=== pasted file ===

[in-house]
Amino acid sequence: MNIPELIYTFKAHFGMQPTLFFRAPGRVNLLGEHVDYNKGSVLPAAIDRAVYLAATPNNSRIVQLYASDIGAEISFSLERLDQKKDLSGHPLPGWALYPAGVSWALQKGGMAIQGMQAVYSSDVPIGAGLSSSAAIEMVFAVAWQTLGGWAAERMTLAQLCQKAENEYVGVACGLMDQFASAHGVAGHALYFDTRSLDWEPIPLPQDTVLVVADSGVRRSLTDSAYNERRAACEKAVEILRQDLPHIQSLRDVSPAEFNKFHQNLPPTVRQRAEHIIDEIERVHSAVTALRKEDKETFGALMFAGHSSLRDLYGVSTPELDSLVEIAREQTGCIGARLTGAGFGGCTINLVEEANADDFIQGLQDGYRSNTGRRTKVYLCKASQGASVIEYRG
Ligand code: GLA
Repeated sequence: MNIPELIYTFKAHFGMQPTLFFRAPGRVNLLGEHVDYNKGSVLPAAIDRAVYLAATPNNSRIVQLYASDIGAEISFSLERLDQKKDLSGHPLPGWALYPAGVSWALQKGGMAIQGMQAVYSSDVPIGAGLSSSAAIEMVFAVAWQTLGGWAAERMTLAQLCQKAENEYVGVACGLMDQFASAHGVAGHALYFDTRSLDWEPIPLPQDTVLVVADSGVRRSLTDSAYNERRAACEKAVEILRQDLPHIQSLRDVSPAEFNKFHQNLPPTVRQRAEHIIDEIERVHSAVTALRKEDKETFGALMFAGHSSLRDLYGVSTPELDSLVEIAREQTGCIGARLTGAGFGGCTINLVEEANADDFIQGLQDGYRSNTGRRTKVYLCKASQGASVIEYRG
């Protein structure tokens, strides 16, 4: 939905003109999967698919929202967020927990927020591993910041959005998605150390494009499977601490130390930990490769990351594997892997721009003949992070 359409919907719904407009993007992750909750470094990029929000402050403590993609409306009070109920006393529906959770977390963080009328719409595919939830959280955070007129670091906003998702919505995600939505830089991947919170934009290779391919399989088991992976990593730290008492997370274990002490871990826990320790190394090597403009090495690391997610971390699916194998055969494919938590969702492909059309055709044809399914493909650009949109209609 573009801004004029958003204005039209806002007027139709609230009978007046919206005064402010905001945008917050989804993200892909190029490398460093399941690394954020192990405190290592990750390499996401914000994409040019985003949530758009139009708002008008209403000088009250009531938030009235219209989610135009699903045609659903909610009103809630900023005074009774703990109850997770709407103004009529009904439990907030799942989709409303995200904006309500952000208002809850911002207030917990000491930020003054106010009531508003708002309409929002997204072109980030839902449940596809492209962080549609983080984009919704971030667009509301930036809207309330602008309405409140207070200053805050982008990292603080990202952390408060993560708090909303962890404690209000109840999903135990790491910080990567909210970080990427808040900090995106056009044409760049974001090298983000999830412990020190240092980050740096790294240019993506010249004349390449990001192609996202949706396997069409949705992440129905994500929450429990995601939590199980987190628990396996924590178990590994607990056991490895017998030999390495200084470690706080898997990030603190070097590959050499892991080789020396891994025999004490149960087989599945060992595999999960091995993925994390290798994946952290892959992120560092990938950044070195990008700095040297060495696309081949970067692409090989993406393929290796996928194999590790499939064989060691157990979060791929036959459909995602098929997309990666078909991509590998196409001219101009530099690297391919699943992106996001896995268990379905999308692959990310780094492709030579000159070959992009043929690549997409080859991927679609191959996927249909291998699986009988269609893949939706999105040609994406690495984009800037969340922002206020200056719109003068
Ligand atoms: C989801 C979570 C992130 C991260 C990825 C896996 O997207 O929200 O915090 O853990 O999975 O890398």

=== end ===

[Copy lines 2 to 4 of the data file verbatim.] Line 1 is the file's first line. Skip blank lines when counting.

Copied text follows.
Amino acid sequence: MNIPELIYTFKAHFGMQPTLFFRAPGRVNLLGEHVDYNKGSVLPAAIDRAVYLAATPNNSRIVQLYASDIGAEISFSLERLDQKKDLSGHPLPGWALYPAGVSWALQKGGMAIQGMQAVYSSDVPIGAGLSSSAAIEMVFAVAWQTLGGWAAERMTLAQLCQKAENEYVGVACGLMDQFASAHGVAGHALYFDTRSLDWEPIPLPQDTVLVVADSGVRRSLTDSAYNERRAACEKAVEILRQDLPHIQSLRDVSPAEFNKFHQNLPPTVRQRAEHIIDEIERVHSAVTALRKEDKETFGALMFAGHSSLRDLYGVSTPELDSLVEIAREQTGCIGARLTGAGFGGCTINLVEEANADDFIQGLQDGYRSNTGRRTKVYLCKASQGASVIEYRG
Ligand code: GLA
Repeated sequence: MNIPELIYTFKAHFGMQPTLFFRAPGRVNLLGEHVDYNKGSVLPAAIDRAVYLAATPNNSRIVQLYASDIGAEISFSLERLDQKKDLSGHPLPGWALYPAGVSWALQKGGMAIQGMQAVYSSDVPIGAGLSSSAAIEMVFAVAWQTLGGWAAERMTLAQLCQKAENEYVGVACGLMDQFASAHGVAGHALYFDTRSLDWEPIPLPQDTVLVVADSGVRRSLTDSAYNERRAACEKAVEILRQDLPHIQSLRDVSPAEFNKFHQNLPPTVRQRAEHIIDEIERVHSAVTALRKEDKETFGALMFAGHSSLRDLYGVSTPELDSLVEIAREQTGCIGARLTGAGFGGCTINLVEEANADDFIQGLQDGYRSNTGRRTKVYLCKASQGASVIEYRG